Book Review: A Marvellous Light by Freya Marske!

I feel like A Marvellous Light by Freya Marske* has been on my radar for months and months. A few bloggers that I have similar reading tastes to got early copies and the rave reviews had me impatiently waiting for this to drop through my letterbox. And it was worth the wait. Reader, I’m in love.

Robin Blyth has more than enough bother in his life. He’s struggling to be a good older brother, a responsible employer, and the harried baronet of a seat gutted by his late parents’ excesses. When an administrative mistake sees him named the civil service liaison to a hidden magical society, he discovers what’s been operating beneath the unextraordinary reality he’s always known.

Now Robin must contend with the beauty and danger of magic, an excruciating deadly curse, and the alarming visions of the future that come with it—not to mention Edwin Courcey, his cold and prickly counterpart in the magical bureaucracy, who clearly wishes Robin were anyone and anywhere else.

Robin’s predecessor has disappeared, and the mystery of what happened to him reveals unsettling truths about the very oldest stories they’ve been told about the land they live on and what binds it. Thrown together and facing unexpected dangers, Robin and Edwin discover a plot that threatens every magician in the British Isles—and a secret that more than one person has already died to keep.

This book does it all. It has magic, intrigue, murder, romance, libraries, and a personal favourite; a house party in a country manor. So I’ll start with the magic. The idea of building magic with delicate hand movements, like those old cat’s cradles games that I remember being truly awful at as a child, is delightful to me. It’s a fresh magic system while also being just relatable enough that I could fall into this fantasy world without trouble. One of the points-of-view being from a non-magic user discovering this world for the first time, definitely helped.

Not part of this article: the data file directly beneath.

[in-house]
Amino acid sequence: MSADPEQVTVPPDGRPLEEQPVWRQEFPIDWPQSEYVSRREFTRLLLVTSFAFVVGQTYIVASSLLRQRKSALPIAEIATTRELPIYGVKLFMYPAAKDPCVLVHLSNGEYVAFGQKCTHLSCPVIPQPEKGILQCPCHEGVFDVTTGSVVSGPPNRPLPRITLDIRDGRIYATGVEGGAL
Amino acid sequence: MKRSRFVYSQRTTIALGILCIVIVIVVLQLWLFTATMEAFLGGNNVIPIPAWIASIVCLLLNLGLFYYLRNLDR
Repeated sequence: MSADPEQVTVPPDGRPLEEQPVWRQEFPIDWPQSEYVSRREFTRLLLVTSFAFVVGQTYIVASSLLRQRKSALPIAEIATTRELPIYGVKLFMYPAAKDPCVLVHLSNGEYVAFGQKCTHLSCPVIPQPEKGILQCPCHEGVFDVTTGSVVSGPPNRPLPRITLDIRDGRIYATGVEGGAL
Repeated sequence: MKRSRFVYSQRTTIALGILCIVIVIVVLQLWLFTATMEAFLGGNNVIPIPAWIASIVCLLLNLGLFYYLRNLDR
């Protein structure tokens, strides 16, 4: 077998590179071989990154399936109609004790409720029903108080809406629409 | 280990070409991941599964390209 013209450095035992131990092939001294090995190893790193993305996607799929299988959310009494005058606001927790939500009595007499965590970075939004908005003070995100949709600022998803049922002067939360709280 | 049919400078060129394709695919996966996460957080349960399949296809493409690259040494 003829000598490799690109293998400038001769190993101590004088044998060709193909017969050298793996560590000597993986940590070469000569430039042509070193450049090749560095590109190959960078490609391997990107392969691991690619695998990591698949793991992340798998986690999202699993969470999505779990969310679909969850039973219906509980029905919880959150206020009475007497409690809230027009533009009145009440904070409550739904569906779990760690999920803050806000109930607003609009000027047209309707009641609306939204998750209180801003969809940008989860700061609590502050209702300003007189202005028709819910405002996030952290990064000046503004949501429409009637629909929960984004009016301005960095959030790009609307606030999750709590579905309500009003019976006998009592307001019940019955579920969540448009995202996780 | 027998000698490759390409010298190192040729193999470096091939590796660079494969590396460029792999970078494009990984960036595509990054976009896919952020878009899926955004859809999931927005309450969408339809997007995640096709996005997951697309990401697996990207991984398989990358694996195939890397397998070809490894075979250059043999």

From the start, I was hooked by the story. When someone is being interrogated for information on the first page, I want to know what is going on! The pacing of the whole book made me want to pick it back up the minute I put it down. 370 pages felt both long and short as I wanted to know where the story would end up but wasn’t willing to miss a minute of how Robin and Edwin got there.

As someone who doesn’t have the strongest visual when reading, I did find that some of the descriptions were a little slow for me. It’s not overly-descriptive, but this is the kind of book that will fill people’s minds with beautiful rooms and beautiful characters if that’s the kind of reader they are. Despite not being that kind of reader, I was so tied up in the plot and the romance that I didn’t mind.

And the romance? A slow-burn with a sweet jock and a stern intellectual is such a great combination. I’ve only started really reading Romance this year but this definitely had some of the steamiest scenes I’ve ever read, as well as some of the sweetest.

That being said, Robin and Edwin are great but my favourite character? Miss Adelaide Harita Morrissey, the secretary extraordinaire. I hope there’s a lot more of her in the following books. I’d like to see all of the side characters again, even the ones I despise as people. Marske didn’t waste a single word creating filler characters while managing to never leave rooms of her world empty.

As for the sequel, A Marvellous Light ended with me itching for the next book, without a cliffhanger in sight for fellow cliffhanger-haters, and I’m already wishing away my life thinking about how it’ll be at least two years before this trilogy is complete.

I’d recommend this for people who liked P. G. Wodehouse and Arthur Conan Doyle but thought both would be better if it was gay and had magic. A Marvellous Light is out now at Hive, Amazon, Waterstones, and anywhere good books are sold!

*I was sent this book to review as part of the blog tour, this has not changed my opinion. Hive and Amazon links are affiliate links.

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